Facebook AND Face to Face Marketing


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Facebook AND Face to Face Marketing

By Ryan Lundquist

People think I’m only about social media, but that’s far from the truth. It’s not just about Facebook but actually about getting in front of people to meet them in person. This is exactly why I’m giving presentations almost every week in a different real estate office.

Giving presentations has been a very powerful way for me to connect with people, build trust and ultimately get referrals. Here’s the thing: many agents do not know any appraisers or very much about what we do, so if you can enter their office and provide good information they can use, you likely can become their “go to” appraiser that they know and trust and eventually become their target for referrals.

I realize appraisers are fairly busy right now, so it’s daunting to think about getting out there to speak in offices. Honestly, this week I have two presentations and I’m already struggling to meet my deadlines. But I can’t fall prey to only marketing my business when it’s slow. That’s easy to do and it’s also dangerous because eventually interest rates will rise and the hot market will cool down. Thus I have to constantly connect with others, meet people and build my network because that’s what feeds me and attracts the type of business I want. I find that agents tend to refer pre-listing appraisals, estate work, and divorce. This is why it’s important to keep getting out there and one of the reasons I do it regardless of how busy I am.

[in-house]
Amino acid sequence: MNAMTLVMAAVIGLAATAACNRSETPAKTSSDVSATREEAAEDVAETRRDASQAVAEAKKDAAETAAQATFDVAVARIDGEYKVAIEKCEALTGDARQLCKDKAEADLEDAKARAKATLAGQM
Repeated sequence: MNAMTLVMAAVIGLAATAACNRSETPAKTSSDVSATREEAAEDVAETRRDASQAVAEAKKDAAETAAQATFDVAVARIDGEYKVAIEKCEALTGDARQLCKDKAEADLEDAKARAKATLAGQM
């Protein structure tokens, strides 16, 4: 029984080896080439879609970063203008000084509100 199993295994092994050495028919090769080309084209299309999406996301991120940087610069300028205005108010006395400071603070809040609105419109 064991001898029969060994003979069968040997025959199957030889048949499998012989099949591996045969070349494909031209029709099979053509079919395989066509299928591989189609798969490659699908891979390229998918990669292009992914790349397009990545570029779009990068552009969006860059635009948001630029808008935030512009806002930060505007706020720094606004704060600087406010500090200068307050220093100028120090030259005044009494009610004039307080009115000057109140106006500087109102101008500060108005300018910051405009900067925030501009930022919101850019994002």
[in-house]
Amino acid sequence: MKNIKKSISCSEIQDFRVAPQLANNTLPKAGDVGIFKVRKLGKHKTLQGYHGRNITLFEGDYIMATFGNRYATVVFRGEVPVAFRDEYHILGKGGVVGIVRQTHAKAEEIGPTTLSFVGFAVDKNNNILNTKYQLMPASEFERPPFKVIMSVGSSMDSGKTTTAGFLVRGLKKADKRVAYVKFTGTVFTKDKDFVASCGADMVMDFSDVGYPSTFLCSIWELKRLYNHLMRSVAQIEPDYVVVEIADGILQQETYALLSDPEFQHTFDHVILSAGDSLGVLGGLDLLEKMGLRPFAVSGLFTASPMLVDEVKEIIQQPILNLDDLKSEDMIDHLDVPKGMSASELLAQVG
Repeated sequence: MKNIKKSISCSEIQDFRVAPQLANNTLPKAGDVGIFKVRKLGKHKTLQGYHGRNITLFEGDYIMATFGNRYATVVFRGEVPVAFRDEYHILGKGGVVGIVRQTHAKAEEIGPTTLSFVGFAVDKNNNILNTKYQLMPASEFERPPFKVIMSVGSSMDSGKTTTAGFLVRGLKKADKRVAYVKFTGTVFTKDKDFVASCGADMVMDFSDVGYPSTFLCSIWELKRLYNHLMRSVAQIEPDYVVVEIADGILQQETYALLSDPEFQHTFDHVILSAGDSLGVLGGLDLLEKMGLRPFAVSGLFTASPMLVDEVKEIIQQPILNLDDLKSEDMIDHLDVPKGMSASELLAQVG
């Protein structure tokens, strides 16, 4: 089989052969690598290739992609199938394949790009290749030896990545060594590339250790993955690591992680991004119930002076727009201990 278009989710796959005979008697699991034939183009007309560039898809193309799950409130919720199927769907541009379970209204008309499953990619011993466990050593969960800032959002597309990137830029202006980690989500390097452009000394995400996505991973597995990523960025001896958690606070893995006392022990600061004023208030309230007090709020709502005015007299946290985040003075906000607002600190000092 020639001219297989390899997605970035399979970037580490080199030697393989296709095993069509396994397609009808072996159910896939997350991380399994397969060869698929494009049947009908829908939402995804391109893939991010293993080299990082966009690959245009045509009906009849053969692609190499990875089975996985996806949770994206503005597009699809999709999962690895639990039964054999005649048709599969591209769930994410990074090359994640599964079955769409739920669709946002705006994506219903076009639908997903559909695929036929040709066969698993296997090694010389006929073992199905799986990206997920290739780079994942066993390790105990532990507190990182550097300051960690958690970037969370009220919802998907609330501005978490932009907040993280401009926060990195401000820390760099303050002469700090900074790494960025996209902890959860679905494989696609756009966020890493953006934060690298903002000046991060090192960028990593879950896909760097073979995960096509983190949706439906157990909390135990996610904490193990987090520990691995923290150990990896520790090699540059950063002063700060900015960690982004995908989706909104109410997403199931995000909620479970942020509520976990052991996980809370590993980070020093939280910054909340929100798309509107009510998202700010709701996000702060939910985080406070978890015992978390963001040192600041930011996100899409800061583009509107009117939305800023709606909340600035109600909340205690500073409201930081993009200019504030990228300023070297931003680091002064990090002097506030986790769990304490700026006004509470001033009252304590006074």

Getting Presentations
Okay, so how do you get invited to speak? First, an invite usually happens because someone knows you or has heard about you. Better yet, when you do a good job in one office, they often have you back again next year, so your presentation schedule can simply work itself out over time. At first though, think about where you want to speak and then start targeting those offices. Try to get to know people in the office and ask an agent who works there if you can come do a presentation. Or better yet, send something in the mail to the broker letting him/her know you are available.

Here are some things to keep in mind about presentations.

Target Audience: The most important thing is to know your target audience. What type of business do agents in the office conduct? What neighborhoods do they tend to work? You can probably find out by looking up agent profiles in MLS or asking the person who invited you. This is important so you prepare information that’s relevant for them. For instance, if agents are working the high end of the market, a presentation on FHA standards probably isn’t relevant because they might not do any FHA transactions.

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Clothing: I often wear a suit when I present but other times I’ll just wear slacks and a dress shirt. I just don’t want to be that guy who shows up and doesn’t look as professional as everyone else. Remember, if agents like what you say they might end up posting a picture of you on Facebook so you’ll probably want to look sharp.